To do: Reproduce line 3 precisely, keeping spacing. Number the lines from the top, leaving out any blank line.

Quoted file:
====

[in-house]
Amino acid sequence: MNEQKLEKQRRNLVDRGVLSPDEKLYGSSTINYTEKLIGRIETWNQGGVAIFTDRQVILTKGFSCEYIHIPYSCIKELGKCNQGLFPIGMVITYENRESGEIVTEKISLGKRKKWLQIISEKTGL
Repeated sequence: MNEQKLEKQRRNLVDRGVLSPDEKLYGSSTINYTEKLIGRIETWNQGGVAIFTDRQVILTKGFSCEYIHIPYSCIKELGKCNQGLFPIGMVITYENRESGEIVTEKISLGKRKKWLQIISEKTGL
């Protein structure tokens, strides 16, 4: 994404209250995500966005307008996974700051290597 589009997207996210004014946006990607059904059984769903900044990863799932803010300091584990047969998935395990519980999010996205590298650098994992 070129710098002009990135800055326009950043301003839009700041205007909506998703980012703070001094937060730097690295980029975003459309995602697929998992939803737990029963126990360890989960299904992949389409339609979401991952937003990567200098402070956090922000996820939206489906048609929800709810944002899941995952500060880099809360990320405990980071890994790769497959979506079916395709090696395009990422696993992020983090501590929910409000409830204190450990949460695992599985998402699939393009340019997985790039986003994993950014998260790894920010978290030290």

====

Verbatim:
Repeated sequence: MNEQKLEKQRRNLVDRGVLSPDEKLYGSSTINYTEKLIGRIETWNQGGVAIFTDRQVILTKGFSCEYIHIPYSCIKELGKCNQGLFPIGMVITYENRESGEIVTEKISLGKRKKWLQIISEKTGL